Hermine and Climate Change

We may never have seen anything like this storm. It could produce unheard of flooding.

Based on the current forecasts, Post-Tropical Cyclone Hermine is a storm without a good historical comparison. Hermine was once a tropical cyclone that made landfall in Florida, but that seems like ages ago. It has now transitioned to its post-tropical stage after moving northeast across land, off the coast of North Carolina, where it’s partially drawing energy from the jet stream. Hermine is forecast to affect the Mid-Atlantic over the next several days as a hurricane-strength storm, with a potentially historic coastal flood.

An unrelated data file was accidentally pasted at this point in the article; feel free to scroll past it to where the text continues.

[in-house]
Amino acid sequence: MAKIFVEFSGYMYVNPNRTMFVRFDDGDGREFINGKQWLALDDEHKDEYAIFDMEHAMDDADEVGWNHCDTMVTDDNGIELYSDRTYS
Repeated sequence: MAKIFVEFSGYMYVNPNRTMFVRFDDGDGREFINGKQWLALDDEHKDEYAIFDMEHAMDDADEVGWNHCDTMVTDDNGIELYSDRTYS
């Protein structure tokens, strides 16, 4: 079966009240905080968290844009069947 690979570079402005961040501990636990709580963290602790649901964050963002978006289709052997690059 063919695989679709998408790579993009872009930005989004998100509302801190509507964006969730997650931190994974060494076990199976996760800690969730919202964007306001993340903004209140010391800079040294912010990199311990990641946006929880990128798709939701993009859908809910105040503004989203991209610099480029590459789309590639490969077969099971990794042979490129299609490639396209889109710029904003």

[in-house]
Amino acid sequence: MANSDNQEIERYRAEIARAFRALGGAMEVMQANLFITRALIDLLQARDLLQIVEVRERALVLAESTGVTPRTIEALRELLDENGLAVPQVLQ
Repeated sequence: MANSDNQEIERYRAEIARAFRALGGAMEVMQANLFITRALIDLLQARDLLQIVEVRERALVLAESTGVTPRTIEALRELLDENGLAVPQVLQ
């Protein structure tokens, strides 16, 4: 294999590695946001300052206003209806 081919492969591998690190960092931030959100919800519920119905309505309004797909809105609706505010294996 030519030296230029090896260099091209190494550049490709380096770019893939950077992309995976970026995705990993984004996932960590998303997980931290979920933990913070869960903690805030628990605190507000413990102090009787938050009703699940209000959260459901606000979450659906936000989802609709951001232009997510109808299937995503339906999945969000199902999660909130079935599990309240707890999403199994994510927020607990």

Of the 10 or so meteorologists I’ve talked to in the last day or so, none can recall Hermine’s rare combination: a hurricane that has transitioned to a post-tropical cyclone, one that is forecast to transition back into a hurricane and one that will stall just off the East Coast for most of a week. It probably hasn’t happened before, at least going back several decades.


Cimate change is producing storms that are unprecedented. We really have no way of predicting just what Hermine will do. The best guesses suggest something horrible.

Maybe someday the conservatives who have disputed whether any of this was actually happening will actually show some remorse. Not likely because in today’s world, there are few ramifications for being so wrong purely for political reasons.

Image: NASA Goddard